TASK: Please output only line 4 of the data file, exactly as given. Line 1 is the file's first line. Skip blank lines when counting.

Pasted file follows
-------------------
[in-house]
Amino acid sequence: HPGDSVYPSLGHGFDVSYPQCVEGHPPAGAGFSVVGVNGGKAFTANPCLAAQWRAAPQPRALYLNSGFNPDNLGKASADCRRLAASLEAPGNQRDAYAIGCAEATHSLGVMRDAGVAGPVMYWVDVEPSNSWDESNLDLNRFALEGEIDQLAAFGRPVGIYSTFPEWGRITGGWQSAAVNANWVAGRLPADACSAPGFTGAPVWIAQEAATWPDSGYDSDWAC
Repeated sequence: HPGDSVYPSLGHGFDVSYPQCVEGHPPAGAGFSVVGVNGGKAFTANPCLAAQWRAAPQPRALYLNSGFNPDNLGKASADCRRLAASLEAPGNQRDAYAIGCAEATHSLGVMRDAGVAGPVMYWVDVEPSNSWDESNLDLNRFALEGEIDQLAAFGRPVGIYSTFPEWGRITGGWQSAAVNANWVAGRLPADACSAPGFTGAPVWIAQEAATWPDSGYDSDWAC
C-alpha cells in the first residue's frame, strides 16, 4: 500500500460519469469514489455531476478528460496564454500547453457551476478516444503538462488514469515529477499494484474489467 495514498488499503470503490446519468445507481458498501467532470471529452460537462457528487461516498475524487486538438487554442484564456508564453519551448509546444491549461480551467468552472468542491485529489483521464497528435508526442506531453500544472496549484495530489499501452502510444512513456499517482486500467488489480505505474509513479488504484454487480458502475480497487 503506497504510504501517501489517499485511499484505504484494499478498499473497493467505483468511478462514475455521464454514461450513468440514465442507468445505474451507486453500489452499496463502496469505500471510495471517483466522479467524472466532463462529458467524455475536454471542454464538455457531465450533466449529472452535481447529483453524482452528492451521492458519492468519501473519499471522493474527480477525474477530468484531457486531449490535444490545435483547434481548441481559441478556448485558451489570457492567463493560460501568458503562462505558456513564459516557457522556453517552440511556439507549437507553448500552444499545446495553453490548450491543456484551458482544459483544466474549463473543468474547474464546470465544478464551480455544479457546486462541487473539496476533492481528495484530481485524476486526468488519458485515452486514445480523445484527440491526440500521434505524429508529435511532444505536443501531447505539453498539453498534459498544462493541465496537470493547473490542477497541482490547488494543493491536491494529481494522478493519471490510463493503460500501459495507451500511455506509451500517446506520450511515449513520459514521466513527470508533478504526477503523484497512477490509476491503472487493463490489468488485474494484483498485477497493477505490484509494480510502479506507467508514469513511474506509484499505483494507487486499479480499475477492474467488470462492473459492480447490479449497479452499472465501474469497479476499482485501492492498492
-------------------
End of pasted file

C-alpha cells in the first residue's frame, strides 16, 4: 500500500460519469469514489455531476478528460496564454500547453457551476478516444503538462488514469515529477499494484474489467 495514498488499503470503490446519468445507481458498501467532470471529452460537462457528487461516498475524487486538438487554442484564456508564453519551448509546444491549461480551467468552472468542491485529489483521464497528435508526442506531453500544472496549484495530489499501452502510444512513456499517482486500467488489480505505474509513479488504484454487480458502475480497487 503506497504510504501517501489517499485511499484505504484494499478498499473497493467505483468511478462514475455521464454514461450513468440514465442507468445505474451507486453500489452499496463502496469505500471510495471517483466522479467524472466532463462529458467524455475536454471542454464538455457531465450533466449529472452535481447529483453524482452528492451521492458519492468519501473519499471522493474527480477525474477530468484531457486531449490535444490545435483547434481548441481559441478556448485558451489570457492567463493560460501568458503562462505558456513564459516557457522556453517552440511556439507549437507553448500552444499545446495553453490548450491543456484551458482544459483544466474549463473543468474547474464546470465544478464551480455544479457546486462541487473539496476533492481528495484530481485524476486526468488519458485515452486514445480523445484527440491526440500521434505524429508529435511532444505536443501531447505539453498539453498534459498544462493541465496537470493547473490542477497541482490547488494543493491536491494529481494522478493519471490510463493503460500501459495507451500511455506509451500517446506520450511515449513520459514521466513527470508533478504526477503523484497512477490509476491503472487493463490489468488485474494484483498485477497493477505490484509494480510502479506507467508514469513511474506509484499505483494507487486499479480499475477492474467488470462492473459492480447490479449497479452499472465501474469497479476499482485501492492498492